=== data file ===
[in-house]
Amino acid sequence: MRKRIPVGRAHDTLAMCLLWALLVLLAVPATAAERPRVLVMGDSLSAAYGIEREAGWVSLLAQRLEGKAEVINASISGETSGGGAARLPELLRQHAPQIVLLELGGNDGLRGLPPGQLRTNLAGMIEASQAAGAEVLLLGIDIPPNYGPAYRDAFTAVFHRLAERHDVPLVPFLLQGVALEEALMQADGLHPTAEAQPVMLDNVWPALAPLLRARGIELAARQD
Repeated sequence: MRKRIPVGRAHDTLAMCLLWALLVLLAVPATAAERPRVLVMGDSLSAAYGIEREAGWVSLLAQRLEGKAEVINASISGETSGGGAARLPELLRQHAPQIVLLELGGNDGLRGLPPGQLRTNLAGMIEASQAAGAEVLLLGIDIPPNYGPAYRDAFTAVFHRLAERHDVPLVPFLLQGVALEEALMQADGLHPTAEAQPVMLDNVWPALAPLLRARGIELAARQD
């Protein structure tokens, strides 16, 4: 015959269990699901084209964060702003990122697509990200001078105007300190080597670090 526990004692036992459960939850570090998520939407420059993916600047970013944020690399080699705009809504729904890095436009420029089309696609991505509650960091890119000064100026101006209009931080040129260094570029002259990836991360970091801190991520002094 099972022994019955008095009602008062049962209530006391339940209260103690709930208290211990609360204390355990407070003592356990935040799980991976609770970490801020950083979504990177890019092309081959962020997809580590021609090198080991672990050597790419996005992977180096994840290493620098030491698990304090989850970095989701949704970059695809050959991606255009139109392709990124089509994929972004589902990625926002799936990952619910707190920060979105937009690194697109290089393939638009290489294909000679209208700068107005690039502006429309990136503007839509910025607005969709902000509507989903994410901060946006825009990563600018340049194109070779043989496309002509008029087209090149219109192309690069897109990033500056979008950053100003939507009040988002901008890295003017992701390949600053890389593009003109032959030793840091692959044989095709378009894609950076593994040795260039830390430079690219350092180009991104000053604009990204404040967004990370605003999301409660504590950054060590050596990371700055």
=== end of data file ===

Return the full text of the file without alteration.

[in-house]
Amino acid sequence: MRKRIPVGRAHDTLAMCLLWALLVLLAVPATAAERPRVLVMGDSLSAAYGIEREAGWVSLLAQRLEGKAEVINASISGETSGGGAARLPELLRQHAPQIVLLELGGNDGLRGLPPGQLRTNLAGMIEASQAAGAEVLLLGIDIPPNYGPAYRDAFTAVFHRLAERHDVPLVPFLLQGVALEEALMQADGLHPTAEAQPVMLDNVWPALAPLLRARGIELAARQD
Repeated sequence: MRKRIPVGRAHDTLAMCLLWALLVLLAVPATAAERPRVLVMGDSLSAAYGIEREAGWVSLLAQRLEGKAEVINASISGETSGGGAARLPELLRQHAPQIVLLELGGNDGLRGLPPGQLRTNLAGMIEASQAAGAEVLLLGIDIPPNYGPAYRDAFTAVFHRLAERHDVPLVPFLLQGVALEEALMQADGLHPTAEAQPVMLDNVWPALAPLLRARGIELAARQD
């Protein structure tokens, strides 16, 4: 015959269990699901084209964060702003990122697509990200001078105007300190080597670090 526990004692036992459960939850570090998520939407420059993916600047970013944020690399080699705009809504729904890095436009420029089309696609991505509650960091890119000064100026101006209009931080040129260094570029002259990836991360970091801190991520002094 099972022994019955008095009602008062049962209530006391339940209260103690709930208290211990609360204390355990407070003592356990935040799980991976609770970490801020950083979504990177890019092309081959962020997809580590021609090198080991672990050597790419996005992977180096994840290493620098030491698990304090989850970095989701949704970059695809050959991606255009139109392709990124089509994929972004589902990625926002799936990952619910707190920060979105937009690194697109290089393939638009290489294909000679209208700068107005690039502006429309990136503007839509910025607005969709902000509507989903994410901060946006825009990563600018340049194109070779043989496309002509008029087209090149219109192309690069897109990033500056979008950053100003939507009040988002901008890295003017992701390949600053890389593009003109032959030793840091692959044989095709378009894609950076593994040795260039830390430079690219350092180009991104000053604009990204404040967004990370605003999301409660504590950054060590050596990371700055």